By Patricia Hirl Longstaff
We have all been there: something bad happens and somebody (maybe an innocent somebody) has their career ruined in order to prove that the problem has been fixed. When is blame appropriate? When is the blame game not only the wrong response, but damaging for long-term decision making?
In a complex and adapting world, errors and failure are not avoidable. The challenges decision-makers and organizations face are sometimes predictable but sometimes brand new. Adapting to surprises requires more flexibility, fewer unbreakable rules, more improvisation and deductive tinkering, and a lot more information about what’s going right and going wrong. But getting there is not easy because this challenges some very closely held assumptions about how the world works and our desire to control things.
Let’s not kid ourselves. Sometimes people do really dumb things that they should be blamed for. What we need is to be more discriminating about when finding blame and accountability is appropriate. Blame is often appropriate where known dangers have been ignored. But it may not be appropriate as a reaction to surprises such as black swans (possible but unlikely events), unknown unknowns (never happened before and not predicted), and problems that have emerged from underlying processes over which the person in charge has no control.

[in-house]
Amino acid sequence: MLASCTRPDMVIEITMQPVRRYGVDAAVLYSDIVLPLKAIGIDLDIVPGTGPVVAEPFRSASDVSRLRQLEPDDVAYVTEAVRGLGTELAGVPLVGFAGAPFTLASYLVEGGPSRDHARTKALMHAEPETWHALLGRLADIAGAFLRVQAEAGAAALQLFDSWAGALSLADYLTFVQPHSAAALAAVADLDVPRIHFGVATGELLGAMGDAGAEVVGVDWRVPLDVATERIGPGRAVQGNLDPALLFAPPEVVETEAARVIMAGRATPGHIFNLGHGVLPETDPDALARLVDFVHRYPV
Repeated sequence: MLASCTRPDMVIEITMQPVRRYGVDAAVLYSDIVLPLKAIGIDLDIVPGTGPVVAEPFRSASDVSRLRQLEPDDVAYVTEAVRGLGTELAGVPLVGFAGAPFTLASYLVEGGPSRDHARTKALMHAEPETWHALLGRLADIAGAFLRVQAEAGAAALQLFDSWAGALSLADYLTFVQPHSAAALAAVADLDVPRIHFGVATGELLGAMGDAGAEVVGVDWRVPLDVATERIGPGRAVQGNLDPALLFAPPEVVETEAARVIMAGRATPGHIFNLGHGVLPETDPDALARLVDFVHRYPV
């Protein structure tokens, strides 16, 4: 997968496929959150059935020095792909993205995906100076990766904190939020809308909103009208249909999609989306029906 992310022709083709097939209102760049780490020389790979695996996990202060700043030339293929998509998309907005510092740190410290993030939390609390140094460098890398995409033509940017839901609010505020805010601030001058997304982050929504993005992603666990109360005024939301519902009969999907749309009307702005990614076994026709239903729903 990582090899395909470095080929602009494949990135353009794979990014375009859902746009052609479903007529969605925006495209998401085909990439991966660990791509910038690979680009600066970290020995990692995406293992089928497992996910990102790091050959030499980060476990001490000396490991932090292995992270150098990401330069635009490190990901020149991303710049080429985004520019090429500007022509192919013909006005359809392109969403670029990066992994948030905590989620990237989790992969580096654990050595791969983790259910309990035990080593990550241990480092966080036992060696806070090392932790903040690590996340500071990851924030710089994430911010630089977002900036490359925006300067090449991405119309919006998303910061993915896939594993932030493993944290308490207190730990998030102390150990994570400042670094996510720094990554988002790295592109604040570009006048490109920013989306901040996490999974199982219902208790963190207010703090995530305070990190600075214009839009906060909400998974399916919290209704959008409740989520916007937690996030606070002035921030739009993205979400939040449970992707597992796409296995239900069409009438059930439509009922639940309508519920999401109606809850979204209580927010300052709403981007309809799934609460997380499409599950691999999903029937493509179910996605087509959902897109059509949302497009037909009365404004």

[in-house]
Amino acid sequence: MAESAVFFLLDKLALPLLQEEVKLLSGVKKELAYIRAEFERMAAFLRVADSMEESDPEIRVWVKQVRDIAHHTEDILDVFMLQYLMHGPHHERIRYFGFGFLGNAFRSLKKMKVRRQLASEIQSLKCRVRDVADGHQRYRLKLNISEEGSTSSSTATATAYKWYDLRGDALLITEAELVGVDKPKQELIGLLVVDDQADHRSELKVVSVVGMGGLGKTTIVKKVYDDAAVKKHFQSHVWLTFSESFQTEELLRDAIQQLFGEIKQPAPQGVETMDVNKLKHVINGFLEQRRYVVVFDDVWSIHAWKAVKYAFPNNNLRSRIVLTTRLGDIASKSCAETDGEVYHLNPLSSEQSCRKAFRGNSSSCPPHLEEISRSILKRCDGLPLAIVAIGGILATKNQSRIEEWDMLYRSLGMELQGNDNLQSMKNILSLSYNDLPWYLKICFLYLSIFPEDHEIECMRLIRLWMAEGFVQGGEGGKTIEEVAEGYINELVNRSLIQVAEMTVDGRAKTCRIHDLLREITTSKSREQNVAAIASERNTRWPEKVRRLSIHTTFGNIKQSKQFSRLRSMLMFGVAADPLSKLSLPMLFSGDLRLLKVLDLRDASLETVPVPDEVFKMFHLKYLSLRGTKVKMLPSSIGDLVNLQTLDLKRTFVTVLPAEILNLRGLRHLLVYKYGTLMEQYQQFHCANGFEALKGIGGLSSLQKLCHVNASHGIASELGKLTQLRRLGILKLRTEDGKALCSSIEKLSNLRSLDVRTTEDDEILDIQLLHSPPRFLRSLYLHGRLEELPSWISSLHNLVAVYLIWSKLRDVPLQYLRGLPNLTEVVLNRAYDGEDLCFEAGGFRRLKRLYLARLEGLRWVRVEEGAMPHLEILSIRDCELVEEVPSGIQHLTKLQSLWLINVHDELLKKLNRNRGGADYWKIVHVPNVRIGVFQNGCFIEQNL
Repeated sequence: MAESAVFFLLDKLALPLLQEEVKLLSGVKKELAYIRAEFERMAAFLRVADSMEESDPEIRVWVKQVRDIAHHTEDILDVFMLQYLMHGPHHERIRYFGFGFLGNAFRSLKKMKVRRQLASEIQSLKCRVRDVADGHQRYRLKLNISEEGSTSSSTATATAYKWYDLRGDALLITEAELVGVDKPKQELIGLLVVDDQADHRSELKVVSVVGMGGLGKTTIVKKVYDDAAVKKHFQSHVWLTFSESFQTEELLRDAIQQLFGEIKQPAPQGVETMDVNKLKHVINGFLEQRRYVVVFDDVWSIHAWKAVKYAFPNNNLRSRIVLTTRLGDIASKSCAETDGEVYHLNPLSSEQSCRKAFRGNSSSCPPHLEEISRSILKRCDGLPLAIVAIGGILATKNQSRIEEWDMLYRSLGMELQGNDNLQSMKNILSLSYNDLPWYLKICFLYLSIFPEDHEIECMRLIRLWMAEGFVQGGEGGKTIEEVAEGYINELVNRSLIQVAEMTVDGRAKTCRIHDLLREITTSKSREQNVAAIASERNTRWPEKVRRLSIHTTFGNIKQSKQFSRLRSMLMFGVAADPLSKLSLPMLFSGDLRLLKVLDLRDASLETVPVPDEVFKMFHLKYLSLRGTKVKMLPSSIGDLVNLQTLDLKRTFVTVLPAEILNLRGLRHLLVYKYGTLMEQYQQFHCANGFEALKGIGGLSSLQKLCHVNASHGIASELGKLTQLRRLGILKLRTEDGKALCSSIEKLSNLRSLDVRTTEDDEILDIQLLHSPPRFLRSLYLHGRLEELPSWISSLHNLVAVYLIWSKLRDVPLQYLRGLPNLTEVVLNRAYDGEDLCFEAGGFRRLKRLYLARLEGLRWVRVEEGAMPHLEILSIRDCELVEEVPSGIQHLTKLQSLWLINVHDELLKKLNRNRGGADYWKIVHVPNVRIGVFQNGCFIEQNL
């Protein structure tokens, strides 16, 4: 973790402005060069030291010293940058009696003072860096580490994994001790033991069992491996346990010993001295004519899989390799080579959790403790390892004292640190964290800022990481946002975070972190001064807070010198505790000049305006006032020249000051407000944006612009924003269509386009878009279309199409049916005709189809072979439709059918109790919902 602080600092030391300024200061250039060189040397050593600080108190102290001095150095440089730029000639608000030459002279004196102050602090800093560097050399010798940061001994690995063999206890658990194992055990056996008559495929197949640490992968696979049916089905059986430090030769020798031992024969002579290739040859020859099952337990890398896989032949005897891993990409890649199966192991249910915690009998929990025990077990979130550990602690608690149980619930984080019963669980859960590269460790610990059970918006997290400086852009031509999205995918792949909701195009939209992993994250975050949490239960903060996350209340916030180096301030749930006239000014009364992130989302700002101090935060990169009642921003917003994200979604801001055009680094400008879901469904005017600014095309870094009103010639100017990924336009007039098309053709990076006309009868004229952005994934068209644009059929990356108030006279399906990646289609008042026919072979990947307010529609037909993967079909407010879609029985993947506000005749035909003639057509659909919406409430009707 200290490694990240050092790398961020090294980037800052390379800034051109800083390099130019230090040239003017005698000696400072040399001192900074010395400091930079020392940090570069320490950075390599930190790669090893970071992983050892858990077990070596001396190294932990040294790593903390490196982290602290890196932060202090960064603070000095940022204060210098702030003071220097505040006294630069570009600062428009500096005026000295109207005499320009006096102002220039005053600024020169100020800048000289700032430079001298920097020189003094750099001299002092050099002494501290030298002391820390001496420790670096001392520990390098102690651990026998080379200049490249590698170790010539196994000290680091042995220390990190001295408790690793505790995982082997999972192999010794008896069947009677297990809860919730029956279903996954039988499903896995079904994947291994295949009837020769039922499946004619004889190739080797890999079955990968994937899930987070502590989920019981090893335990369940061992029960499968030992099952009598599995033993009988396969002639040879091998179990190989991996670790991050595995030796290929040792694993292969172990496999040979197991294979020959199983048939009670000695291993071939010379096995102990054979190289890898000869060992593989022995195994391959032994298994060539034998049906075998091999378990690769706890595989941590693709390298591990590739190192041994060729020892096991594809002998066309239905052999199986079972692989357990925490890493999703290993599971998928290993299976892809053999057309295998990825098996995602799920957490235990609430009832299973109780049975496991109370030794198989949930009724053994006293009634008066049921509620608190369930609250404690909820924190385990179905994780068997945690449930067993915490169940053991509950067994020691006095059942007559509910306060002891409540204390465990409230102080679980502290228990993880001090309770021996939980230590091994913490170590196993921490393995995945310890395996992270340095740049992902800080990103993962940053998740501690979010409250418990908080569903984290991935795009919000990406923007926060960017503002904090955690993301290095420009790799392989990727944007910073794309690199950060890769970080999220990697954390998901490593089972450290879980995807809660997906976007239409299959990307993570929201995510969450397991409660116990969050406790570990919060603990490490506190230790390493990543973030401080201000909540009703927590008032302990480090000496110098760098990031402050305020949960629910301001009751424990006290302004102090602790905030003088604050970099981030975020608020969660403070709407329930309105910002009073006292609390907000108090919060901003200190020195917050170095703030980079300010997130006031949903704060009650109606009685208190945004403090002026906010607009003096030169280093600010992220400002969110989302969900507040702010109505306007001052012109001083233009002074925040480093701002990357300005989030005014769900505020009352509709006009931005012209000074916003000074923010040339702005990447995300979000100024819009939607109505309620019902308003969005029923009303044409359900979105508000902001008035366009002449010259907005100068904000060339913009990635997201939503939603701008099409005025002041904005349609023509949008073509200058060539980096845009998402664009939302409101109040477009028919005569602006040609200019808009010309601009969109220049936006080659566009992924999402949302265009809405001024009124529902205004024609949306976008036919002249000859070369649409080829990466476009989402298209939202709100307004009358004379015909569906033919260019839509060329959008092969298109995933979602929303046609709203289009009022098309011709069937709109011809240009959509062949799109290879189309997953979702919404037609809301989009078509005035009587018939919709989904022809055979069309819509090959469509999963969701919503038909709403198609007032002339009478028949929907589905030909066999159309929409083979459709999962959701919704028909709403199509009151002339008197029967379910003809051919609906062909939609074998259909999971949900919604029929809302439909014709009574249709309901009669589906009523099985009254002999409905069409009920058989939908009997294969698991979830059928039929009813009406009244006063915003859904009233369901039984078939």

Whenever someone is blamed in a modern organization it becomes a story that is told and retold in an effort to understand its meaning. In some cases, the energy it takes to fix and apportion blame has little payback and is diverted from processes that would lead to future adaptation. The people in these systems often try to resist similar surprises by creating new rules or constraints on the system – tragically, these are often constraints that will rob the system of resilience in the long run. For example, by making more rules for people who have to deal with surprises it will reduce their ability to adapt.